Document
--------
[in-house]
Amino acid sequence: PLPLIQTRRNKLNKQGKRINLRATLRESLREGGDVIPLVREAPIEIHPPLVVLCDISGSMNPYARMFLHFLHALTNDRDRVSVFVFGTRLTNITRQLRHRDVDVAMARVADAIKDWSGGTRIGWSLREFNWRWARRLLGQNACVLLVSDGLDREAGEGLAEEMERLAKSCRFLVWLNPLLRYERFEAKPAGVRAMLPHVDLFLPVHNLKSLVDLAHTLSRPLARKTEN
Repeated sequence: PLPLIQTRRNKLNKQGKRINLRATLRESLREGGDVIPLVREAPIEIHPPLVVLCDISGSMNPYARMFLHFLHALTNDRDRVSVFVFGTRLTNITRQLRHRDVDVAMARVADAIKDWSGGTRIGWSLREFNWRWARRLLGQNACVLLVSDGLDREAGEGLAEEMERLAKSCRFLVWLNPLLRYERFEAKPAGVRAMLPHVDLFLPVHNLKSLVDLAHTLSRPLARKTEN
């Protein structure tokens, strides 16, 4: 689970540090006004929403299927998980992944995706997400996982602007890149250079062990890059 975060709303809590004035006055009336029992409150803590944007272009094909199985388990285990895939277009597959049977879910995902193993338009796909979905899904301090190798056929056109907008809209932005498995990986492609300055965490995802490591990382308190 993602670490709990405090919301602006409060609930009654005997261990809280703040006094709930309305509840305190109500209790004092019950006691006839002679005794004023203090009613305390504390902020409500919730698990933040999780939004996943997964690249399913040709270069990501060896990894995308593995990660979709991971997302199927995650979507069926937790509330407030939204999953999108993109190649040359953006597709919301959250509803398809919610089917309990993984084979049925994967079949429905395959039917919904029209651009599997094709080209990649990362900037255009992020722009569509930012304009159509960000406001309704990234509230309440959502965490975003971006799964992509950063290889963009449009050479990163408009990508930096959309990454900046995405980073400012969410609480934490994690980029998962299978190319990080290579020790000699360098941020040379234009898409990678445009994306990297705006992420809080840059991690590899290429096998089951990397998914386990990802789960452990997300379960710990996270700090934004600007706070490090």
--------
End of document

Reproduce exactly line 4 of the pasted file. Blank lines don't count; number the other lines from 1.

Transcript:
């Protein structure tokens, strides 16, 4: 689970540090006004929403299927998980992944995706997400996982602007890149250079062990890059 975060709303809590004035006055009336029992409150803590944007272009094909199985388990285990895939277009597959049977879910995902193993338009796909979905899904301090190798056929056109907008809209932005498995990986492609300055965490995802490591990382308190 993602670490709990405090919301602006409060609930009654005997261990809280703040006094709930309305509840305190109500209790004092019950006691006839002679005794004023203090009613305390504390902020409500919730698990933040999780939004996943997964690249399913040709270069990501060896990894995308593995990660979709991971997302199927995650979507069926937790509330407030939204999953999108993109190649040359953006597709919301959250509803398809919610089917309990993984084979049925994967079949429905395959039917919904029209651009599997094709080209990649990362900037255009992020722009569509930012304009159509960000406001309704990234509230309440959502965490975003971006799964992509950063290889963009449009050479990163408009990508930096959309990454900046995405980073400012969410609480934490994690980029998962299978190319990080290579020790000699360098941020040379234009898409990678445009994306990297705006992420809080840059991690590899290429096998089951990397998914386990990802789960452990997300379960710990996270700090934004600007706070490090």